Organizer Roberto Tijerina began informally interpreting for his Spanish-speaking family at age 8. By 7th grade, at his school outside of Chicago, he was translating his own parent-teacher conferences. “Without having any language for it, I came to understand how fraught the process is,” he says.

With the American Community Survey estimating that over 25 million people in the United States speak a language other than English at home, the issue of language access is more crucial now than ever. With over 37 million people using it, Spanish is the second most spoken language in the U.S. Language interpreting is a relatively mainstream industry, with trained professionals providing the service at meetings, in the courts and at medical establishments. But it is most often treated as a practical function rather than a vehicle for empowerment. But there is a growing group of activists who are dedicated to addressing power imbalances in their language-access work and connecting it to a social justice vision.

Some have found that interpretation is a natural part of their political work. That was the experience of Catalina Nieto, an immigrant from Colombia who started conducting bilingual meetings while doing immigrant rights organizing in Nashville, Tennessee. Two others, Maria Garcia and Telesh Lopez, volunteered with Domestic Workers United before starting a collective called Caracol Language Coop.

Tijerina, who interprets American Sign Language and Spanish, says he began to inject political ideas into his practice while working at Highlander Research and Education Center. “I didn’t change the mechanics on a basic level, but I gained a greater understanding of the role of the interpreter and the politics involved,” he says. He went on to develop an interpreting for social justice workshop that has helped shape the careers of many. Says alumnus Salem Acuña, “It made me think critically about the power dynamics that come with language access.”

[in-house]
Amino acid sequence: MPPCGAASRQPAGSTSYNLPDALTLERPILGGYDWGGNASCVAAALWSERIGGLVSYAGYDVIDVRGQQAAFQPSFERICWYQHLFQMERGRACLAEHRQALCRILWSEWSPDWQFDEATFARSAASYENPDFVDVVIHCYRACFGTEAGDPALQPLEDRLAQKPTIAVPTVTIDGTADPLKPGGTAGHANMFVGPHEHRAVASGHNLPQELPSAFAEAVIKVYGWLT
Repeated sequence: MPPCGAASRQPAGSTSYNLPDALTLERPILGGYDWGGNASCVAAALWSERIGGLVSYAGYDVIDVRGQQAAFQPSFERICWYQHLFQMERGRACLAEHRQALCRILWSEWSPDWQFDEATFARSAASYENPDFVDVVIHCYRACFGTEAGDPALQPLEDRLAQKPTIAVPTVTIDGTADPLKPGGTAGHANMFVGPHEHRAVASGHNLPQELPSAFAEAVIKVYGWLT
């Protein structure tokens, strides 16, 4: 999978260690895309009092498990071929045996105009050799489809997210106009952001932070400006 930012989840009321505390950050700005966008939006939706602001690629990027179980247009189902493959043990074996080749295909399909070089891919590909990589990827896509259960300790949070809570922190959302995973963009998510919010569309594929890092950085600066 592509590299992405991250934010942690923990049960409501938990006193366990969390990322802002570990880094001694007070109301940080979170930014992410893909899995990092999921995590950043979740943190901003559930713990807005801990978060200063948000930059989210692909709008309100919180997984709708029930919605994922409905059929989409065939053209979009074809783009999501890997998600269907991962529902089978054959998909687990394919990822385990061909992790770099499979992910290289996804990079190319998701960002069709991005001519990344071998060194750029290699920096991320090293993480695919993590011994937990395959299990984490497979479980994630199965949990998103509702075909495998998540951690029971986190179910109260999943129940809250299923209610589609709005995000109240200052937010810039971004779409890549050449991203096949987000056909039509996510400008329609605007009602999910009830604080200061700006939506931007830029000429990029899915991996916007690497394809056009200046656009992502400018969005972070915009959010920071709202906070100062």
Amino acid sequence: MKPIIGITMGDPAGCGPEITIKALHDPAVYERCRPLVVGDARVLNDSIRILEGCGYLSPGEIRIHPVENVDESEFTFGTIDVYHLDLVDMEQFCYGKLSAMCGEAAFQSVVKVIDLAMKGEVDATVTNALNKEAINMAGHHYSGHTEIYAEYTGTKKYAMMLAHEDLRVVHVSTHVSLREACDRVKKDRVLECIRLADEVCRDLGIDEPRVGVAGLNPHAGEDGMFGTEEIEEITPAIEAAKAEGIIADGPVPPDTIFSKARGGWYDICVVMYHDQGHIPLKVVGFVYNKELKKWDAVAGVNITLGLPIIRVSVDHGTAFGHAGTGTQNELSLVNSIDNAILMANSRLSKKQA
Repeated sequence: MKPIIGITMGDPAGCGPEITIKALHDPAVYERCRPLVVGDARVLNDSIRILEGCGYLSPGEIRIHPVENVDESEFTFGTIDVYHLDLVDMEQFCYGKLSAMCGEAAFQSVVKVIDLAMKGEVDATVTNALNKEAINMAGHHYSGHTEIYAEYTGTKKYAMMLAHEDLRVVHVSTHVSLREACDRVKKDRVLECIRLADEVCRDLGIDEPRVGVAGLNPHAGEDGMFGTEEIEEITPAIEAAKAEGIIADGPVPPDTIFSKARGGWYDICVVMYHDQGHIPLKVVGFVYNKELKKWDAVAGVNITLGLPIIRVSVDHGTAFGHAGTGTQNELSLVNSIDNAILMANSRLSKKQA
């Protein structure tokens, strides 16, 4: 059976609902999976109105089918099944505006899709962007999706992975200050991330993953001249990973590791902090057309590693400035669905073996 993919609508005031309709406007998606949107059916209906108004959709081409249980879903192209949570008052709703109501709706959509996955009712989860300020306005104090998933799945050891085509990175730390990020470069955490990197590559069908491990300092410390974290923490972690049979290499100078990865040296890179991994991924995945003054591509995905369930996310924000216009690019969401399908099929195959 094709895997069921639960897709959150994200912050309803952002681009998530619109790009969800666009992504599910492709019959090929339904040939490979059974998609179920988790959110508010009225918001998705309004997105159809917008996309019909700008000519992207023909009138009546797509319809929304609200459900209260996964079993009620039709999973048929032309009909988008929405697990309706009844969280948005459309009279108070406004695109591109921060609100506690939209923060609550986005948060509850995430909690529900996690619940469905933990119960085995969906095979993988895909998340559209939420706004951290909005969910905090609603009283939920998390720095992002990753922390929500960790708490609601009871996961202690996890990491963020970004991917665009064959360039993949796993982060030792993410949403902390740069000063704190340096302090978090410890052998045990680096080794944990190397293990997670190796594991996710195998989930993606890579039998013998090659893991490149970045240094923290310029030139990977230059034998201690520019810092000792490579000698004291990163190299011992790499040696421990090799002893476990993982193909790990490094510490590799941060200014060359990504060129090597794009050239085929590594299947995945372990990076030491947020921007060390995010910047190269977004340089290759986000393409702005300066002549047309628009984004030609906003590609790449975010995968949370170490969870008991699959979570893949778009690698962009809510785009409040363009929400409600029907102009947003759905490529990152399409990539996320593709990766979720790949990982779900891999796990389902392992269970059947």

The social justice interpreters I interviewed use a number of methods to change power relationships at gatherings. “We really challenge the predominance of English as the main language where all the ideas of justice and organizing are produced,” explains Garcia.

For instance, they make sure that people speak directly to one another instead of to the interpreter. They also make sure all signage and materials are translated, they encourage presenters and facilitators to use non-dominant languages in their presentations and they refrain from placing non-English speakers in a separate section of the room. Doing so, says Acuña, ensures that non-English speakers aren’t “the other and not at the forefront of the conversation.” 

Some of the social justice interpreters I talked to use the technology of the trade in a non-standard way. Tijerina says it’s best practice during simultaneous translation to provide equipment such as radio headsets to all of the participants rather than limiting them to those who don’t speak English. This allows the non-dominant language speakers to participate in real time. ”You’re kind of like an equal sign so that people can communicate with each other directly,” adds Acuña. 

This approach is not without pushback. All five interpreters told me that monolingual English speakers have refused to use equipment that is usually reserved for non-English speakers. “It’s like ‘Oh no, this is not for me!’” says Nieto. Some English-only speakers believe that speaking a small amount of Spanish means they don’t need the equipment. But, says Garcia, “These are not spaces for practicing your language ability. This is a moment where you have to be the most effective possible and allow people to get the content and the bulk of the information.”

These may seem like subtle shifts, but they can really change the way a gathering goes, says Acuña. “There is nothing more wonderful than seeing a room full of people who speak different languages wearing headsets and laughing at the same time at the same joke.”

For Lopez, the overall goal is true language justice. “We want folks who are impacted to be part of decision making,” she explains. “If we can work on the language barrier then there is a possibility for that to happen.”